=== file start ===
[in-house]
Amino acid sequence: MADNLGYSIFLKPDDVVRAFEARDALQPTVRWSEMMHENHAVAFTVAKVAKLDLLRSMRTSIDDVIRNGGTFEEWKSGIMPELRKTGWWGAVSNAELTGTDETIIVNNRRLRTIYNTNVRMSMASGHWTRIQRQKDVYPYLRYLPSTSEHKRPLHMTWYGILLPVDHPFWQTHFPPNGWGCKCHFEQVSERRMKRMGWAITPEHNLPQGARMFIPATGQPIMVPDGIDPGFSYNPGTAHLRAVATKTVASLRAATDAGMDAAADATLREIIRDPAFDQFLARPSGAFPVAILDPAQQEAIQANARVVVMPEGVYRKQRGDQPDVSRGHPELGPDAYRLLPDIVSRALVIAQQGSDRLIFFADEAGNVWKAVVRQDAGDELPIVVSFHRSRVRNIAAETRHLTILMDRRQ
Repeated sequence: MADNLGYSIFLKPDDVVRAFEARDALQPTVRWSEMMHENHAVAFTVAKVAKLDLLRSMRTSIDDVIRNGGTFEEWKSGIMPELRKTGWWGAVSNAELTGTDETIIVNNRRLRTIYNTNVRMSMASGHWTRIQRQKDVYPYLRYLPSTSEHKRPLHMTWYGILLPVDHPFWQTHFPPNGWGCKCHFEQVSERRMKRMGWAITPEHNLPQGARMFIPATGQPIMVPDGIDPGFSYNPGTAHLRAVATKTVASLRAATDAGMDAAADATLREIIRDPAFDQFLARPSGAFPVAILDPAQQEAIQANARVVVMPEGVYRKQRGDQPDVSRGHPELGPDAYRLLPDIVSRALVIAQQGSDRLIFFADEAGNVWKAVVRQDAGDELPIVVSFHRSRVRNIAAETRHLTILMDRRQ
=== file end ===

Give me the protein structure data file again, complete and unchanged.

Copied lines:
[in-house]
Amino acid sequence: MADNLGYSIFLKPDDVVRAFEARDALQPTVRWSEMMHENHAVAFTVAKVAKLDLLRSMRTSIDDVIRNGGTFEEWKSGIMPELRKTGWWGAVSNAELTGTDETIIVNNRRLRTIYNTNVRMSMASGHWTRIQRQKDVYPYLRYLPSTSEHKRPLHMTWYGILLPVDHPFWQTHFPPNGWGCKCHFEQVSERRMKRMGWAITPEHNLPQGARMFIPATGQPIMVPDGIDPGFSYNPGTAHLRAVATKTVASLRAATDAGMDAAADATLREIIRDPAFDQFLARPSGAFPVAILDPAQQEAIQANARVVVMPEGVYRKQRGDQPDVSRGHPELGPDAYRLLPDIVSRALVIAQQGSDRLIFFADEAGNVWKAVVRQDAGDELPIVVSFHRSRVRNIAAETRHLTILMDRRQ
Repeated sequence: MADNLGYSIFLKPDDVVRAFEARDALQPTVRWSEMMHENHAVAFTVAKVAKLDLLRSMRTSIDDVIRNGGTFEEWKSGIMPELRKTGWWGAVSNAELTGTDETIIVNNRRLRTIYNTNVRMSMASGHWTRIQRQKDVYPYLRYLPSTSEHKRPLHMTWYGILLPVDHPFWQTHFPPNGWGCKCHFEQVSERRMKRMGWAITPEHNLPQGARMFIPATGQPIMVPDGIDPGFSYNPGTAHLRAVATKTVASLRAATDAGMDAAADATLREIIRDPAFDQFLARPSGAFPVAILDPAQQEAIQANARVVVMPEGVYRKQRGDQPDVSRGHPELGPDAYRLLPDIVSRALVIAQQGSDRLIFFADEAGNVWKAVVRQDAGDELPIVVSFHRSRVRNIAAETRHLTILMDRRQ